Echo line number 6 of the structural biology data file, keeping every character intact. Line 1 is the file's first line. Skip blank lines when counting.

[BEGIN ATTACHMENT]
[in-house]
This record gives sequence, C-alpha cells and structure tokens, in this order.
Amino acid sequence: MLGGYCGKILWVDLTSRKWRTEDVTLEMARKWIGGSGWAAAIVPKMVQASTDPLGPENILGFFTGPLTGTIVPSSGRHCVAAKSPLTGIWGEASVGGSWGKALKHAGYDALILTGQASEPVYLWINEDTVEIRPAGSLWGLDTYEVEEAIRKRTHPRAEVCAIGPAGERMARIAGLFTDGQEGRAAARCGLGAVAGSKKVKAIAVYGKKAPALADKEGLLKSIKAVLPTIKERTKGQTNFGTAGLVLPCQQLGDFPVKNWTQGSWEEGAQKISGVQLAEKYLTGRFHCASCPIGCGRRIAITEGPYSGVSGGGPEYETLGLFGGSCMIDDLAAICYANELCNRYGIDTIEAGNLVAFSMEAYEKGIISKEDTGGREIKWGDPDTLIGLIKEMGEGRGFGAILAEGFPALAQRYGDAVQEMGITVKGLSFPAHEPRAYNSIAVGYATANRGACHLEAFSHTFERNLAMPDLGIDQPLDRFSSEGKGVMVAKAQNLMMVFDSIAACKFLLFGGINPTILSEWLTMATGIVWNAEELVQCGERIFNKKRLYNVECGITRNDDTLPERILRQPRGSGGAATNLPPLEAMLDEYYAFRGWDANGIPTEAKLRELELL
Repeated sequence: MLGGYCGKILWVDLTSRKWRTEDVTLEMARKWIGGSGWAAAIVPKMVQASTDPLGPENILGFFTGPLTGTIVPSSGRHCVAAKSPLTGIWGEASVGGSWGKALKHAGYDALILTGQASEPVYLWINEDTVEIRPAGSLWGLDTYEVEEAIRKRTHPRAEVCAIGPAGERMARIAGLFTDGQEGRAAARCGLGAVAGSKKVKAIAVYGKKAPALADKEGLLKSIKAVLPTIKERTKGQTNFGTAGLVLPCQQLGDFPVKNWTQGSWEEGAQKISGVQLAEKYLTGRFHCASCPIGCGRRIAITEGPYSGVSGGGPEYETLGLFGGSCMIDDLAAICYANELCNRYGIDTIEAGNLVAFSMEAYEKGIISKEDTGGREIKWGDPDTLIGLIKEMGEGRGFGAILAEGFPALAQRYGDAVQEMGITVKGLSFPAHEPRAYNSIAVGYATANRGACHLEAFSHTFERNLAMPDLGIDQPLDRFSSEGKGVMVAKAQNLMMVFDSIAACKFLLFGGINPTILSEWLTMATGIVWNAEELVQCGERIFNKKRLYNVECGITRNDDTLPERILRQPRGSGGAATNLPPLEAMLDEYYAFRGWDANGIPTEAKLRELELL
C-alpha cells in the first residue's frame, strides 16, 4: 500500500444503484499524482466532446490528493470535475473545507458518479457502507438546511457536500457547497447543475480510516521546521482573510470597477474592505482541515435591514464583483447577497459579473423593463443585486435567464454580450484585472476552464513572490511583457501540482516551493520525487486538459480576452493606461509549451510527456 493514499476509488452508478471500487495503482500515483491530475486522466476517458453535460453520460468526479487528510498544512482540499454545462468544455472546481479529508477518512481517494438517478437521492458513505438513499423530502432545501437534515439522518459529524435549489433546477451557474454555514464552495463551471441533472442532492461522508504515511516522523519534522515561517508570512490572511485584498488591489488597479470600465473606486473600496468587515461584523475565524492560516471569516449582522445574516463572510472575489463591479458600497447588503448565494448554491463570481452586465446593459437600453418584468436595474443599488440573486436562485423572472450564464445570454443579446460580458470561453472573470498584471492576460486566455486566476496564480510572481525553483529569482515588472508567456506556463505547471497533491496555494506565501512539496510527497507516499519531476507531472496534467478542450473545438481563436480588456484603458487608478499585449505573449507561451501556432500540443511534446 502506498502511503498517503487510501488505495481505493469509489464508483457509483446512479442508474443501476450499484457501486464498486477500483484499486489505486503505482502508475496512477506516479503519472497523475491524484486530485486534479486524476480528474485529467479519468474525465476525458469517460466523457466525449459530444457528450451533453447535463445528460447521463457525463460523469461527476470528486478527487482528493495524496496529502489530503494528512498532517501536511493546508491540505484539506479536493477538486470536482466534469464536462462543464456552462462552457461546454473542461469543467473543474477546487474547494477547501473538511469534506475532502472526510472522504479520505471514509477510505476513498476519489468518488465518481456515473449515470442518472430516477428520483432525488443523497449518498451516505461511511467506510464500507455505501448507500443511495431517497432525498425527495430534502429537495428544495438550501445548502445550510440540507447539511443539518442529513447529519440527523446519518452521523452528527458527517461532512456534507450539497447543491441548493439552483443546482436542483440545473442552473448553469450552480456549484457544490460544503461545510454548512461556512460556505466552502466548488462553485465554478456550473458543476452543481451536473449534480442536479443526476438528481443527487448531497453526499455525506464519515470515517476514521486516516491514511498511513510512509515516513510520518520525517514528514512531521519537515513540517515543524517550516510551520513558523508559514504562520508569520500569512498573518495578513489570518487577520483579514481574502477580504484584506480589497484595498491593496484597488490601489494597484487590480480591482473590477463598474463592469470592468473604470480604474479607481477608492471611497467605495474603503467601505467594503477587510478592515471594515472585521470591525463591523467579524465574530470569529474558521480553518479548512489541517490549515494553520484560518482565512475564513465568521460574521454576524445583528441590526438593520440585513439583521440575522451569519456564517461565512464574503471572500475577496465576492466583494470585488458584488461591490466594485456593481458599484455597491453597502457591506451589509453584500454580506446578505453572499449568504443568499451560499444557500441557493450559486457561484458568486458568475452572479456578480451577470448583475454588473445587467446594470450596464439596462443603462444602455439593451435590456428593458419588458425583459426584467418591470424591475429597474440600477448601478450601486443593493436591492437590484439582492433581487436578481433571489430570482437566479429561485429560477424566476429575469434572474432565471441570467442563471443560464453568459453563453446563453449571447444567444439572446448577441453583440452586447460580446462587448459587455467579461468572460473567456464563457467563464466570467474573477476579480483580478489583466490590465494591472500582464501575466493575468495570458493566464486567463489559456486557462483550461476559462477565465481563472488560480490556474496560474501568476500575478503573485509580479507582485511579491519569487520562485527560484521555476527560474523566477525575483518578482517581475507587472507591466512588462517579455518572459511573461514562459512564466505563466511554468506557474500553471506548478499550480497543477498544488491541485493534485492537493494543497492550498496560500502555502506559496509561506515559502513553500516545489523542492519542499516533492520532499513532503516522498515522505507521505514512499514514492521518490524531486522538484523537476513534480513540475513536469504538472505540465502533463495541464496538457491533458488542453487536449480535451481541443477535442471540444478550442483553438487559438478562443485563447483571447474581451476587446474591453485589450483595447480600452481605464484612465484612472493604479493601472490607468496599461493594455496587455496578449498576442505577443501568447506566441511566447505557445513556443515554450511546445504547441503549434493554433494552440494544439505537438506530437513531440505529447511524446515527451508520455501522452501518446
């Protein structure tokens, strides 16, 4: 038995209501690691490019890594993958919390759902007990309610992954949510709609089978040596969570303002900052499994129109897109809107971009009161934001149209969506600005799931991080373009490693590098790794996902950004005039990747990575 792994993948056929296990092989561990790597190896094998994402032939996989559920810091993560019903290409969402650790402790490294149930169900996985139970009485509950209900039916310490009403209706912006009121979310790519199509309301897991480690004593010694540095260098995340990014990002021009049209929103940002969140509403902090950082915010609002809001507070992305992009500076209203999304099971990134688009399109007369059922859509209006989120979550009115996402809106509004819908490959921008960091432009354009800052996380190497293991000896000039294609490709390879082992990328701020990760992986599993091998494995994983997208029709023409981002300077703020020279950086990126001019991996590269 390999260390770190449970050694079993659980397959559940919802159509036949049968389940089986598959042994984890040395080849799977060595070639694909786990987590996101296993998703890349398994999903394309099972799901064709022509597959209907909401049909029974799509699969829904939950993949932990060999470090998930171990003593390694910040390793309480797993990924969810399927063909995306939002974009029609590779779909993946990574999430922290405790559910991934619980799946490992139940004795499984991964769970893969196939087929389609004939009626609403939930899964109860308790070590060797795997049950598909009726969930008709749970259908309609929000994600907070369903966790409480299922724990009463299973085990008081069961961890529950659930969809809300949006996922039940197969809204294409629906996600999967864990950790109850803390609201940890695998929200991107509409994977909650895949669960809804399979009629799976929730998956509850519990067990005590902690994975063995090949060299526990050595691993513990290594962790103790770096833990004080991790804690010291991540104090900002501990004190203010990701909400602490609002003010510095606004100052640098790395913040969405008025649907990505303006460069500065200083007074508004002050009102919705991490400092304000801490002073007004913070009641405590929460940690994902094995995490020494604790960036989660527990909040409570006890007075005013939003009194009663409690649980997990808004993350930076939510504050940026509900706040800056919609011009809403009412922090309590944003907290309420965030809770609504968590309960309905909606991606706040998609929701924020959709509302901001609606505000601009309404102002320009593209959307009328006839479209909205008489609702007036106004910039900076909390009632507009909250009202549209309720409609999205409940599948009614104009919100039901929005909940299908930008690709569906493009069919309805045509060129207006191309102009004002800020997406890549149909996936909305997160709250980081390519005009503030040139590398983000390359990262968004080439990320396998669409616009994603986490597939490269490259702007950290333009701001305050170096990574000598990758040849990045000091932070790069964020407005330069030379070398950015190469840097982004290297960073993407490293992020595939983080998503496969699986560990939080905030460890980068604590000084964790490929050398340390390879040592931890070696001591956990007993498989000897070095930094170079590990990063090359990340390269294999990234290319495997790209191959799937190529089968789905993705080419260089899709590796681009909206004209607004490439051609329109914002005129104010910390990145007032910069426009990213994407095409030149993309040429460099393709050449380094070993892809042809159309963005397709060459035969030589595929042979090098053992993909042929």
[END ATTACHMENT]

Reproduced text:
């Protein structure tokens, strides 16, 4: 038995209501690691490019890594993958919390759902007990309610992954949510709609089978040596969570303002900052499994129109897109809107971009009161934001149209969506600005799931991080373009490693590098790794996902950004005039990747990575 792994993948056929296990092989561990790597190896094998994402032939996989559920810091993560019903290409969402650790402790490294149930169900996985139970009485509950209900039916310490009403209706912006009121979310790519199509309301897991480690004593010694540095260098995340990014990002021009049209929103940002969140509403902090950082915010609002809001507070992305992009500076209203999304099971990134688009399109007369059922859509209006989120979550009115996402809106509004819908490959921008960091432009354009800052996380190497293991000896000039294609490709390879082992990328701020990760992986599993091998494995994983997208029709023409981002300077703020020279950086990126001019991996590269 390999260390770190449970050694079993659980397959559940919802159509036949049968389940089986598959042994984890040395080849799977060595070639694909786990987590996101296993998703890349398994999903394309099972799901064709022509597959209907909401049909029974799509699969829904939950993949932990060999470090998930171990003593390694910040390793309480797993990924969810399927063909995306939002974009029609590779779909993946990574999430922290405790559910991934619980799946490992139940004795499984991964769970893969196939087929389609004939009626609403939930899964109860308790070590060797795997049950598909009726969930008709749970259908309609929000994600907070369903966790409480299922724990009463299973085990008081069961961890529950659930969809809300949006996922039940197969809204294409629906996600999967864990950790109850803390609201940890695998929200991107509409994977909650895949669960809804399979009629799976929730998956509850519990067990005590902690994975063995090949060299526990050595691993513990290594962790103790770096833990004080991790804690010291991540104090900002501990004190203010990701909400602490609002003010510095606004100052640098790395913040969405008025649907990505303006460069500065200083007074508004002050009102919705991490400092304000801490002073007004913070009641405590929460940690994902094995995490020494604790960036989660527990909040409570006890007075005013939003009194009663409690649980997990808004993350930076939510504050940026509900706040800056919609011009809403009412922090309590944003907290309420965030809770609504968590309960309905909606991606706040998609929701924020959709509302901001609606505000601009309404102002320009593209959307009328006839479209909205008489609702007036106004910039900076909390009632507009909250009202549209309720409609999205409940599948009614104009919100039901929005909940299908930008690709569906493009069919309805045509060129207006191309102009004002800020997406890549149909996936909305997160709250980081390519005009503030040139590398983000390359990262968004080439990320396998669409616009994603986490597939490269490259702007950290333009701001305050170096990574000598990758040849990045000091932070790069964020407005330069030379070398950015190469840097982004290297960073993407490293992020595939983080998503496969699986560990939080905030460890980068604590000084964790490929050398340390390879040592931890070696001591956990007993498989000897070095930094170079590990990063090359990340390269294999990234290319495997790209191959799937190529089968789905993705080419260089899709590796681009909206004209607004490439051609329109914002005129104010910390990145007032910069426009990213994407095409030149993309040429460099393709050449380094070993892809042809159309963005397709060459035969030589595929042979090098053992993909042929």